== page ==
Historical Architecture of Grosse Pointe – Welcome to Ellair Place

Last week we explored 855 Ellair Place, a mid century modern home completed in 1951 by George Bickford Brigham, Jr. for William Harris.

This week we stay on Ellair, to present some of the other homes that exist on this picturesque dead end street by the lake. The houses on Ellair Place cover a broad spectrum of architectural styles, ranging from English manor, Cape Cod, Colonial through to midcentury modern. The homes were constructed over a period of two centuries. Noted architects, including; Smith, Hinchman and Grllys, and George Bickford Brigham, Jr. created them for some rather prominent families.

Ellair Place is located between Edgmont Park and Bishop Road. There are currently ten houses on the street, however, this wasn’t always the case, and over the years the shape of Ellair has changed considerably.

The earliest residence, built in 1895, is 869 Ellair, which lays claim to being the oldest home on the street. Not much is known about this home, but it is a wonderful example of a Colonial Farmhouse. Constructed of wood this style was particularly popular for farm homes that were built during this era. Image courtesy of Realtor.com

820 Ellair is another of the earlier homes constructed. Based on our files it appears this grand residence was possibly built around the beginning of the 20th century. We do know, at some point, the property was owned by Ross W. Judson, and was then purchased, in 1929, by Ms. Lydia Mendelssohn, and her husband Christian Henry Buhl, II. Set on six acres (between Bishop, Ellair, Jefferson and the lake), our files also indicate the residence, in 1929, had four bedrooms, three baths, a large 18’ x 36’ living room, and a magnificent awning covered terrace. The photos below are of the original Judson property. It is believed Mr. and Mrs. Christian Buhl, on purchasing the home, made significant alterations to the property. In 1996, the property was razed, and the land has subsequently been sub divided.

879 Ellair is another fine example of a Colonial Farmhouse, constructed of wood. Completed in 1911, the property has been significantly updated.

In 1926, 858 Ellair was completed for Lloyd L. Axford, an attorney, nationally known as an authority in real estate and probate law. 858 Ellair is a striking English style house with distinctive Arts & Crafts elements. The front elevation is particularly eye catching with a flat façade and characteristic geometric elements. It is believed the original address of this home was 818 Ellair. This property has been razed – the year of demolition is unknown.

815 Ellair was completed in 1930 for John A. Bryant, founder of the Bryant and Detwiler Company, one of Detroit’s most significant construction firms in the early 1900’s. The nationally recognized firm of Smith, Hinchman & Grylls, designed the 7,030 sq ft home, a magnificent English Tudor residence overlooking Lake St. Clair. The main floor features a 21’ x 30’ sq ft living room, a unique 12’ x 40’ sq ft gallery, a 30’ x 15’ glassed porch a 15’ x 20’ sq ft dining room, along with a maid’s sitting room. The second floor includes four main bedrooms, along with two additional bedrooms for maids. The carriage house is now an apartment.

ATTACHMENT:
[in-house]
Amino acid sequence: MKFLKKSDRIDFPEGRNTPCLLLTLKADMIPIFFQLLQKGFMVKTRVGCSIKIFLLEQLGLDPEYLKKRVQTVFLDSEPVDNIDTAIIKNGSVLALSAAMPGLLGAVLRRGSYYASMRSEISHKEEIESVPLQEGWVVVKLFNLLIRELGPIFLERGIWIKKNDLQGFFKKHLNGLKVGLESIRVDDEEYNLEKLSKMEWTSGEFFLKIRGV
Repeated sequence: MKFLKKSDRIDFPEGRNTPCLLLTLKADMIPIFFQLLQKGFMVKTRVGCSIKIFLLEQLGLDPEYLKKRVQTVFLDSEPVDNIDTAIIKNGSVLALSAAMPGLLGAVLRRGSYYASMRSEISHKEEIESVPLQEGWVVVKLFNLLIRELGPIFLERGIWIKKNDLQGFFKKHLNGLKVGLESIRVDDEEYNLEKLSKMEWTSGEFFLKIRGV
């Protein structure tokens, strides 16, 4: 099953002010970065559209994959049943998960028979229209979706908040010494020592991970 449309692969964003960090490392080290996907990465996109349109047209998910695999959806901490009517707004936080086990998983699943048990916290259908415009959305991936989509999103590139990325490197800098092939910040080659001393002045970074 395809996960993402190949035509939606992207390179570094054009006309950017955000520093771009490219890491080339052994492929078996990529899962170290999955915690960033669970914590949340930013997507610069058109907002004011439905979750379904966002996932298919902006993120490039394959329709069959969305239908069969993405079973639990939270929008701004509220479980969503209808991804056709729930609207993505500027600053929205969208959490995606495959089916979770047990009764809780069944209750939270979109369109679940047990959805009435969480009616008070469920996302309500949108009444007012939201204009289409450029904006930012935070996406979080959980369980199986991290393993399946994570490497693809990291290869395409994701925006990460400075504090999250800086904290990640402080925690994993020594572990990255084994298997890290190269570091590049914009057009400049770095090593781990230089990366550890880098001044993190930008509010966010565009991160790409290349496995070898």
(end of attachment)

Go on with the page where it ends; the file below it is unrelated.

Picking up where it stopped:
According to research from Michiganmodern.org Smith, Hinchman and Grylls is one of the oldest architectural firms in America. Sheldon Smith, a self-taught architect, started the company in 1853 in Ohio, having gained experience with his brother, an architect on the east coast. In 1855 he moved the company to Detroit. From what we can determine the first project undertaken by Smith, Hinchman and Grylls in Grosse Pointe was in 1909 – the original Home Telephone Co. Building, located at 35 Fisher Road. During the 1920’s Smith Hinchman and Grylls focused on creating classically inspired architecture throughout Metro Detroit, which is also visible in the multiple projects they undertook within the Grosse Pointe Communities.

835 Ellair, the second house from the lake, is a charming Williamsburg style Colonial home, completed in 1949.

One year later, in 1950, 895 Ellair was built. Mary Seymour commissioned the 1 1/2-story New England Cape Cod style home.

855 Ellair is a mid century modern home completed in 1951 by George Bickford Brigham, Jr. for William Harris.

Completed in 1977, 875 Ellair is a beautiful center entrance England style colonial. Image courtesy of Estately.com

The last addition to the street was 878 Ellair. This custom-built 3,162 sq ft home was completed in 1997. Image courtesy of Realtor.com

Ellair Place has arguably one of the longest periods of time, 102 years, from when the first home was constructed (in 1895) through to the last addition (in 1997), of any street in Grosse Pointe. And yet, despite the homes being created across two centuries, the architects, of these fine properties, have respected the style and charm that was already in place.

*Photos courtesy of the Higbie Maxon Agney archives unless stated.

 

Written by Katie Doelle
Copyright © 2020 Katie Doelle

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